Sunday, June 26, 2016

God is in the Laundry

Many churches in the Indianapolis area support a homeless ministry by housing adults and children in their church building for a week. Interfaith Hospitality Network (IHN) is a nationwide organization that helps families in practical ways, starting with finding a place to stay. The families spend the day at the downtown IHN office where volunteers and staff help them find permanent housing and jobs. The families return to the host church close to 6:00 p.m., where they have dinner, play games, and sleep in a Sunday school room converted to a bedroom.

Church members cook meals, drive the guests to and from the church, and plan activities for the children after dinner. The church provides towels and bedding for the guests which are stored in a large closet in the basement so when the families completed the program recently, I volunteered to take a couple of bags of laundry home.

I went downstairs to get my bags before church. I chose two, both of which were bulging in asymmetrical ways. Trying to keep my balance while carrying these bundles up the stairs was interesting as I had to shift my position and keep them from toppling over my head and downstairs again. However, the minute I picked up the plastic bag and held it to my chest, my heart was filled with God's presence.

I received with gratitude God's unexpected appearance doing an ordinary task. I took the bags home, dumping the towels, sheets and mattress covers on the living room floor and started what would end up being six loads of laundry. When I loaded the washer, I wondered who had used the towel or sheet I had. What circumstances led them to become homeless? I thought about the children who slept on the sheets, knowing how disruptive moving every seven days to another church can be to their emotional development and security.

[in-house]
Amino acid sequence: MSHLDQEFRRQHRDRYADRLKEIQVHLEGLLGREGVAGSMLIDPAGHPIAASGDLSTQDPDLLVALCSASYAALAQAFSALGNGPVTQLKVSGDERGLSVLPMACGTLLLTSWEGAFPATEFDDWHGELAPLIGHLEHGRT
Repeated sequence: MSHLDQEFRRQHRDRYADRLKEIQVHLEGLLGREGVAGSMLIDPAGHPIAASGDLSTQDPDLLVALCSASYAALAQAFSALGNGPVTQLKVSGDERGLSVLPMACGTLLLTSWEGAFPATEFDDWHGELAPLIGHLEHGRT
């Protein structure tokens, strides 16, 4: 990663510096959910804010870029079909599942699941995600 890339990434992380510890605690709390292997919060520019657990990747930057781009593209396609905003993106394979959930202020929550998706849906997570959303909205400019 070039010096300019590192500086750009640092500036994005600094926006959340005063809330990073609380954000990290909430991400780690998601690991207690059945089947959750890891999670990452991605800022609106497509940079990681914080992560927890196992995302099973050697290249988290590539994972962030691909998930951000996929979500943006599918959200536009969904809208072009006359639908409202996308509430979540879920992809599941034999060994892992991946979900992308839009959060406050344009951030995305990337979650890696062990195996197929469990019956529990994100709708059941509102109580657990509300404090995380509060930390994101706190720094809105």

Constantly seeing new people at church might impair healthy attachment and sense of trust. The stability children and adults need to function effectively can be missing with homeless individuals. The complexity of the physical, social and psychological toil homelessness can bring filled my heart with prayer and compassion for these nameless people. I could touch them through the remnants of their stay and offer prayer as they moved on to another church.

When I folded the clean and dry sheets, towels, and mattress pads, I prayed for the person who will use each of them in the future. I prayed that he or she would feel God close during this time of disruption and crisis. I prayed for a smooth transition from homelessness to home.